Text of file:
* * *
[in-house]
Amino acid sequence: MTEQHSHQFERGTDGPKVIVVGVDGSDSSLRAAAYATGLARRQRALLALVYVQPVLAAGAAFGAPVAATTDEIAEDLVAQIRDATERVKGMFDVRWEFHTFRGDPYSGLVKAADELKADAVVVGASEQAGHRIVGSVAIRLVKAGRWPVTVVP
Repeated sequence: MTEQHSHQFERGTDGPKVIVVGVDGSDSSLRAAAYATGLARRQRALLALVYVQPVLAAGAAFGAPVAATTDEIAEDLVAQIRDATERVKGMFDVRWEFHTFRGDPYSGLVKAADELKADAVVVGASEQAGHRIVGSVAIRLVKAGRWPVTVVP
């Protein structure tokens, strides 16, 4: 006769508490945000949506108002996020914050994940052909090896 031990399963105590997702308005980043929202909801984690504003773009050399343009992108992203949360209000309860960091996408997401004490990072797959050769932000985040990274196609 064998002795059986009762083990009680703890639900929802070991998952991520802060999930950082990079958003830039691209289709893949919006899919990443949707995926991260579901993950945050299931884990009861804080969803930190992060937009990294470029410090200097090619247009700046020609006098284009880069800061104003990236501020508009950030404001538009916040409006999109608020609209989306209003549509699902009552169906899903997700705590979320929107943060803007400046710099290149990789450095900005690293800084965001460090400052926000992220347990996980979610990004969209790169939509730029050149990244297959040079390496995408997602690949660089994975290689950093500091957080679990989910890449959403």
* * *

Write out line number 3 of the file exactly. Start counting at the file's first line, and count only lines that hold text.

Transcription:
Repeated sequence: MTEQHSHQFERGTDGPKVIVVGVDGSDSSLRAAAYATGLARRQRALLALVYVQPVLAAGAAFGAPVAATTDEIAEDLVAQIRDATERVKGMFDVRWEFHTFRGDPYSGLVKAADELKADAVVVGASEQAGHRIVGSVAIRLVKAGRWPVTVVP